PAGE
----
To set failure limits and signal conditions, we designate proportional failure thresholds to the warn, stop, and notify states using action_levels().

al <- 
    warn_at = 0.05,
    stop_at = 0.10,
    notify_at = 0.20

We will create four different agents and have slightly different validation steps in each of them. In the first, agent_1, eight different validation steps are created and the agent will interrogate the small_table.

agent_1 <-
    tbl = small_table,
    label = "An example.",
    actions = al
  ) %>%
    columns = vars(date_time),
    value = vars(date),
    na_pass = TRUE
  ) %>%
    columns = vars(b), 
    value = vars(g),
    na_pass = TRUE
  ) %>%
  rows_distinct() %>%
    columns = vars(d), 
    value = vars(d),
    na_pass = TRUE
  ) %>%
    columns = vars(c), 
    left = vars(a), right = vars(d)
  ) %>%
    columns = vars(c),
    left = 10, right = 20,
    na_pass = TRUE
  ) %>%
  rows_distinct(columns = vars(d, e, f)) %>%
  col_is_integer(columns = vars(a)) %>%

The second agent, agent_2, retains all of the steps of agent_1 and adds two more (the last of which is inactive).

agent_2 <- 
  agent_1 %>%
  col_exists(columns = vars(date, date_time)) %>%
    columns = vars(b), 
    regex = "[0-9]-[a-z]{3}-[0-9]{3}",
    active = FALSE
  ) %>%

The third agent, agent_3, adds a single validation step, removes the fifth one, and deactivates the first.

agent_3 <- 
  agent_2 %>%
    columns = vars(f),
    set = c("low", "mid", "high")
  ) %>%
  remove_steps(i = 5) %>%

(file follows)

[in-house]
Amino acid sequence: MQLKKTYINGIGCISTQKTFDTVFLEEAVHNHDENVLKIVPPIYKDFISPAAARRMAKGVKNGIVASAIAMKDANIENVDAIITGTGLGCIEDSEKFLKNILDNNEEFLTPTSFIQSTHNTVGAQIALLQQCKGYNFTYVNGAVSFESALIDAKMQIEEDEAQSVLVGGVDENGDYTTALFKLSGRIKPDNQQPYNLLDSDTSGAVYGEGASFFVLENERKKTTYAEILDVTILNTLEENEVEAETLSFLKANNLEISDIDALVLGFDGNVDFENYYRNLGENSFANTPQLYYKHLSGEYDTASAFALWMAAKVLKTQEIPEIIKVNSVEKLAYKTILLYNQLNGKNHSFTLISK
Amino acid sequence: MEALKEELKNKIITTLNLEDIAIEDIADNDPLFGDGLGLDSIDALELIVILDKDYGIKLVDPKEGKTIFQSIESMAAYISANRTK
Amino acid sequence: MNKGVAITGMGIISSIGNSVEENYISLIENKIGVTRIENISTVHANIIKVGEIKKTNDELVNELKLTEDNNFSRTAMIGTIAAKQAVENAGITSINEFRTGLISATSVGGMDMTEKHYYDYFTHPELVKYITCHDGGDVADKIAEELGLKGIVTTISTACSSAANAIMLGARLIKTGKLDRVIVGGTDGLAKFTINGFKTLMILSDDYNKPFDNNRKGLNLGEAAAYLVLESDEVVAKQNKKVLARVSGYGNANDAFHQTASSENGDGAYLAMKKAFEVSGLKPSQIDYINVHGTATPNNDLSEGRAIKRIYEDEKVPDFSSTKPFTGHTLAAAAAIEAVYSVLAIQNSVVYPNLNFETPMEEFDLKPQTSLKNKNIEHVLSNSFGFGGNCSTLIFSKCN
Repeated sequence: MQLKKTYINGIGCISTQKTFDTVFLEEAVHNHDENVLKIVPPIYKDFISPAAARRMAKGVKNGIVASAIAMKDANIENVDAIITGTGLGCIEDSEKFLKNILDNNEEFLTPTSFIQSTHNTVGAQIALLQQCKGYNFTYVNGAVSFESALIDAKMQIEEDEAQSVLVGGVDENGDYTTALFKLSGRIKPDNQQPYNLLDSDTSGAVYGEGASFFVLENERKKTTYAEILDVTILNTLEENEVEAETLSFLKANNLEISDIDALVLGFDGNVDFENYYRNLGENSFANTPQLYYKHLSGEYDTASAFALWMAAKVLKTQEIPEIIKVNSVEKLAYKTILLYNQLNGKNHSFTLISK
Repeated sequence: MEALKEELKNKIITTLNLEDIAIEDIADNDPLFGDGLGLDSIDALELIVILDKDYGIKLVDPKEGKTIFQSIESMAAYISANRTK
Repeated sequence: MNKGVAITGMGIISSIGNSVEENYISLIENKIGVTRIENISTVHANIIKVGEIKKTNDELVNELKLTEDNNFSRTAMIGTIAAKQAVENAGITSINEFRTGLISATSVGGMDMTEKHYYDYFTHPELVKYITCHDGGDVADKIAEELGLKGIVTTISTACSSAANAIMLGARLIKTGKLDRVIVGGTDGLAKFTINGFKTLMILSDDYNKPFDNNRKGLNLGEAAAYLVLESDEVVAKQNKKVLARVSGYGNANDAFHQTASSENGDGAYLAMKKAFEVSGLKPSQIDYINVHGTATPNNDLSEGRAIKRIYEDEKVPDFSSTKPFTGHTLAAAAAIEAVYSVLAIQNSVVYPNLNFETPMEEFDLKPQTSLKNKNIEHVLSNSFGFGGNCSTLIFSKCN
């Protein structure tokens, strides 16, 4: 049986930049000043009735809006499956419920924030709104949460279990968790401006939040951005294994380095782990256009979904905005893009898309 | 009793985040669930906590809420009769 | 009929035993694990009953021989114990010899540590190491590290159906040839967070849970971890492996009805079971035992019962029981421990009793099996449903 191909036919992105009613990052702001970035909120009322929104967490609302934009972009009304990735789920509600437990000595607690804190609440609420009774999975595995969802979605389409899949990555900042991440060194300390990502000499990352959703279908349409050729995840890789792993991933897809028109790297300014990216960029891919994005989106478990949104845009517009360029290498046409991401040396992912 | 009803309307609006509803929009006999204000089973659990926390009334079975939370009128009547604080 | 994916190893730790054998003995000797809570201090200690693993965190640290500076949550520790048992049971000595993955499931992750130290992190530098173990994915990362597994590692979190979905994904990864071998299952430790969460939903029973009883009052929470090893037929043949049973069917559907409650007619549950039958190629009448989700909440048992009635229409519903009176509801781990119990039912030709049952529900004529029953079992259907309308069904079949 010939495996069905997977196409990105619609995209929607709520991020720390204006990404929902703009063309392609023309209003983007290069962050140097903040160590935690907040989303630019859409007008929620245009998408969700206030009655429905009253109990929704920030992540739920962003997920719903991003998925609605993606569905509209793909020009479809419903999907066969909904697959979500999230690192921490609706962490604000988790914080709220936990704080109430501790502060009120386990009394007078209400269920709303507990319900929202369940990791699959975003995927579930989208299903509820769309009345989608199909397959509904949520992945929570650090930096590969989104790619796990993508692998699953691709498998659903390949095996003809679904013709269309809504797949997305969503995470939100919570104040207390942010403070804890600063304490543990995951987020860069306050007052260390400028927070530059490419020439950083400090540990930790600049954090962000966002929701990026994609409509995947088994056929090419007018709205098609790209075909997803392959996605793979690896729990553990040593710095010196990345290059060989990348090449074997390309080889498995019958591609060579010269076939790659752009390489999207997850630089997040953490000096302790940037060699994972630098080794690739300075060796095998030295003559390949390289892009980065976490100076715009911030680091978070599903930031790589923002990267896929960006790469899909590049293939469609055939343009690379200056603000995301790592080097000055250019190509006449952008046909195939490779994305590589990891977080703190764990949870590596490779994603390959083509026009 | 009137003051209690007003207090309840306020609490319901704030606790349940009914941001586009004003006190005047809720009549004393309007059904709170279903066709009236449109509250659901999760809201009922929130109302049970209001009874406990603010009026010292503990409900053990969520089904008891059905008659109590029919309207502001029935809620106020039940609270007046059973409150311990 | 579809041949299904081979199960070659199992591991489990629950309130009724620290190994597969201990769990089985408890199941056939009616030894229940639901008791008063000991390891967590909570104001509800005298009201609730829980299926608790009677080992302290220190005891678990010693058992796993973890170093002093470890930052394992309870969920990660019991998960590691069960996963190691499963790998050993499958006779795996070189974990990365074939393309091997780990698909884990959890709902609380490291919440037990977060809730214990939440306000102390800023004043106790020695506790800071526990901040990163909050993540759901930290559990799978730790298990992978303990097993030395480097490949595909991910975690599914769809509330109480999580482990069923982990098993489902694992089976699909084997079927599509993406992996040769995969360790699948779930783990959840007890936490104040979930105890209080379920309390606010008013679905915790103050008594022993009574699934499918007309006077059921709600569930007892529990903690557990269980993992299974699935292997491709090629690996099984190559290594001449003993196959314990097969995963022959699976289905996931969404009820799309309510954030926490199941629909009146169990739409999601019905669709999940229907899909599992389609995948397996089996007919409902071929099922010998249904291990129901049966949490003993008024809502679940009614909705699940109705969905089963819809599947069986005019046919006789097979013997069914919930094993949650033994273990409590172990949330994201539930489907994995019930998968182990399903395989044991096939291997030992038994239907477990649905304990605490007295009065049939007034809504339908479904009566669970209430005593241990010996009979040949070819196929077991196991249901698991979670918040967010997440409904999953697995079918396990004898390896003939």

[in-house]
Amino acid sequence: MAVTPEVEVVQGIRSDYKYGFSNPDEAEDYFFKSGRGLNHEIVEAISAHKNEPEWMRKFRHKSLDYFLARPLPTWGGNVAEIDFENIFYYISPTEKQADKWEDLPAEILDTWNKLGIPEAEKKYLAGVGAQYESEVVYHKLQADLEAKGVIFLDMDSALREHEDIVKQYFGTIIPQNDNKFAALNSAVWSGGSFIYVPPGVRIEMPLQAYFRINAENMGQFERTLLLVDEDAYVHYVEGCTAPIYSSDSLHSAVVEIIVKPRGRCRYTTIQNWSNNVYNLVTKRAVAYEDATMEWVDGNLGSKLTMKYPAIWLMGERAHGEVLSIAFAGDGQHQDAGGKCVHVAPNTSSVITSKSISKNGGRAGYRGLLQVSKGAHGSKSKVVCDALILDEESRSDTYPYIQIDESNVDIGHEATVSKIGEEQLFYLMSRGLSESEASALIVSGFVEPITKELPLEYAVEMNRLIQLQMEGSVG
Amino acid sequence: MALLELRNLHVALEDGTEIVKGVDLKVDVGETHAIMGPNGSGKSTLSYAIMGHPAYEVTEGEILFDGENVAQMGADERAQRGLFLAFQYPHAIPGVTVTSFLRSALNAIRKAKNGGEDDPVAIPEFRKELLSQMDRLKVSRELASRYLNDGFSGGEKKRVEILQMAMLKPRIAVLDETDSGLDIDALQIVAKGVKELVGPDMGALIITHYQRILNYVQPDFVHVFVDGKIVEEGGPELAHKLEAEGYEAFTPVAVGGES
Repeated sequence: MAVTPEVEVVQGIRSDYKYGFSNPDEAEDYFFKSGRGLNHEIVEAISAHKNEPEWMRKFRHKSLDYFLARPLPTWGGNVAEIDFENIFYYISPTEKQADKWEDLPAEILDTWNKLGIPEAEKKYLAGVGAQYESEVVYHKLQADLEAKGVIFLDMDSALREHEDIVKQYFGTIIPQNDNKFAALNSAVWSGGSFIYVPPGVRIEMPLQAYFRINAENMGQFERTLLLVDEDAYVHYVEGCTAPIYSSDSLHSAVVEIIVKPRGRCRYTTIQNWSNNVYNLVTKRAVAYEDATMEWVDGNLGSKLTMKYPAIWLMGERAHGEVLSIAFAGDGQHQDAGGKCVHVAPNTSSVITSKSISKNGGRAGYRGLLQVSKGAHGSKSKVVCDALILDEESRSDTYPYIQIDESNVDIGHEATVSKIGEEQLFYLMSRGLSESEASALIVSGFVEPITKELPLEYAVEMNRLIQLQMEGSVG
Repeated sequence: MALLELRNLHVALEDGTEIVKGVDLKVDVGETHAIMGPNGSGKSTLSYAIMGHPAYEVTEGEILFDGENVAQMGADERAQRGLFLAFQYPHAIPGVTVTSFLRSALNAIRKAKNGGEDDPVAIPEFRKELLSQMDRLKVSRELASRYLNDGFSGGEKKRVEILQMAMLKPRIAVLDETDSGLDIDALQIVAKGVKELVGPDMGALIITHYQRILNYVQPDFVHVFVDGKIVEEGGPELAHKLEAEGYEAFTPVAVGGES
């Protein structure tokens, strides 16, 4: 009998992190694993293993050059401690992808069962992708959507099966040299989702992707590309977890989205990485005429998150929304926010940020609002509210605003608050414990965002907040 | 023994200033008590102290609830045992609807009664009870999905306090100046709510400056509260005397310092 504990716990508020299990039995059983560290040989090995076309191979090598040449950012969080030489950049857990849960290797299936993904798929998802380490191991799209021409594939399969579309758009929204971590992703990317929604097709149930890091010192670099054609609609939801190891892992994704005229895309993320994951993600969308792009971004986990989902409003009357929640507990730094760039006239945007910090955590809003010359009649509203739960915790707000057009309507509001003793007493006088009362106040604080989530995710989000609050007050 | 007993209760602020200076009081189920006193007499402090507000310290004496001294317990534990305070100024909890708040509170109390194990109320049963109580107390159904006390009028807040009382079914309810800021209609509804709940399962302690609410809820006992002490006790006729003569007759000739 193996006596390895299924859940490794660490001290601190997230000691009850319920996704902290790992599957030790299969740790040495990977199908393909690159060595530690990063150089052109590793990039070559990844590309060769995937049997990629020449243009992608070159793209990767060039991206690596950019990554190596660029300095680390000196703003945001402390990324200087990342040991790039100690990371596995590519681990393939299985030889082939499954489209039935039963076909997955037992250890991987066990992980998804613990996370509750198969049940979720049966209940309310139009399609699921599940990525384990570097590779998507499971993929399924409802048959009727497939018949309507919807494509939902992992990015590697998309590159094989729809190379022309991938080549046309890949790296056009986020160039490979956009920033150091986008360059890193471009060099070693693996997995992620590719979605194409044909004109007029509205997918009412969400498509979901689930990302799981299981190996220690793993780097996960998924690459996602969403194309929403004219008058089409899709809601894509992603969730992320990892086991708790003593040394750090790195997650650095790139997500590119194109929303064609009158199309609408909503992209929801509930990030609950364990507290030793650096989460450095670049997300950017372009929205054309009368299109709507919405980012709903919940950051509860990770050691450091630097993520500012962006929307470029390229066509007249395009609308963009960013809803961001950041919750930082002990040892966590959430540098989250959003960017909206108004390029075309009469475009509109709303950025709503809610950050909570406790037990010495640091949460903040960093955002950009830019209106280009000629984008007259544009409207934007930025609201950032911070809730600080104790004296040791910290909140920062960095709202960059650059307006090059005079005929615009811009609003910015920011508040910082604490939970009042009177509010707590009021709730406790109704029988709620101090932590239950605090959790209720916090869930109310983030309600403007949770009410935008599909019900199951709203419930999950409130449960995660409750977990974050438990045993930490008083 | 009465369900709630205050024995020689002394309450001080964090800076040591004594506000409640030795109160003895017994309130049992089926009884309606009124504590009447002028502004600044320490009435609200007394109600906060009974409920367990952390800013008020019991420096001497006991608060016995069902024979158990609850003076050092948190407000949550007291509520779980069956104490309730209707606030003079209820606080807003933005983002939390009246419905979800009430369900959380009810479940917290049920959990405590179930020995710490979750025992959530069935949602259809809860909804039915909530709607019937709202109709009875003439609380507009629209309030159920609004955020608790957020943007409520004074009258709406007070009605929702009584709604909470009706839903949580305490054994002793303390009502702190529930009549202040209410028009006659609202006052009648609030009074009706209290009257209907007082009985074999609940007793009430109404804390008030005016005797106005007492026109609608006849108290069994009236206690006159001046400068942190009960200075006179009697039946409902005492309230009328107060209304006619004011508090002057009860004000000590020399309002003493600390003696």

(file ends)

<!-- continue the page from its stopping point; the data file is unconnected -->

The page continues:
deactivate_steps(i = 1) %>%

The fourth and final agent, agent_4, reactivates steps 1 and 10, and removes the sixth step.

agent_4 <-
  agent_3 %>%
  activate_steps(i = 1) %>%
  activate_steps(i = 10) %>%
  remove_steps(i = 6) %>%

While all the agents are slightly different from each other, we can still get a combined report of them by creating a 'multiagent'.

multiagent <-
    agent_1, agent_2, agent_3, agent_4

Calling multiagent in the console prints the multiagent report. But we can generate a "ptblank_multiagent_report" object with the get_multiagent_report() function and specify options for layout and presentation.

By default, get_multiagent_report() gives you a long report with agent reports being stacked. Think of this "long" option as the serial mode of agent reports. However if we want to view interrogation results of the same table over time, the wide view may be preferable. In this way we can see whether the results of common validation steps improved or worsened over consecutive interrogations of the data.

report_wide <- 
    display_mode = "wide"

Function ID


See also

Other The multiagent: create_multiagent(), read_disk_multiagent()